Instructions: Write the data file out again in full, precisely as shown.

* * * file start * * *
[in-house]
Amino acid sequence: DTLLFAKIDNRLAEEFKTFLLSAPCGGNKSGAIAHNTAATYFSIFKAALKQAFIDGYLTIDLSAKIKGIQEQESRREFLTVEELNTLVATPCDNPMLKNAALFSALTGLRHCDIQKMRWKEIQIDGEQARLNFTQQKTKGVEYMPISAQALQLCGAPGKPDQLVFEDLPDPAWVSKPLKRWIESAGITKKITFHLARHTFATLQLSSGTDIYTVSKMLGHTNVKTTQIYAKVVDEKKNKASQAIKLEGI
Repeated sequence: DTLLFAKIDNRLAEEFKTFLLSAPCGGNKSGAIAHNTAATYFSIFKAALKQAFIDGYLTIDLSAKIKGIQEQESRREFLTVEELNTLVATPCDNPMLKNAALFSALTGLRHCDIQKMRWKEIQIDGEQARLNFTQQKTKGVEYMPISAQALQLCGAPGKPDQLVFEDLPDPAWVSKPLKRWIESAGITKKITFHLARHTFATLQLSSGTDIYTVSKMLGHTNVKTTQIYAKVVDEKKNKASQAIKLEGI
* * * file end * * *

[in-house]
Amino acid sequence: DTLLFAKIDNRLAEEFKTFLLSAPCGGNKSGAIAHNTAATYFSIFKAALKQAFIDGYLTIDLSAKIKGIQEQESRREFLTVEELNTLVATPCDNPMLKNAALFSALTGLRHCDIQKMRWKEIQIDGEQARLNFTQQKTKGVEYMPISAQALQLCGAPGKPDQLVFEDLPDPAWVSKPLKRWIESAGITKKITFHLARHTFATLQLSSGTDIYTVSKMLGHTNVKTTQIYAKVVDEKKNKASQAIKLEGI
Repeated sequence: DTLLFAKIDNRLAEEFKTFLLSAPCGGNKSGAIAHNTAATYFSIFKAALKQAFIDGYLTIDLSAKIKGIQEQESRREFLTVEELNTLVATPCDNPMLKNAALFSALTGLRHCDIQKMRWKEIQIDGEQARLNFTQQKTKGVEYMPISAQALQLCGAPGKPDQLVFEDLPDPAWVSKPLKRWIESAGITKKITFHLARHTFATLQLSSGTDIYTVSKMLGHTNVKTTQIYAKVVDEKKNKASQAIKLEGI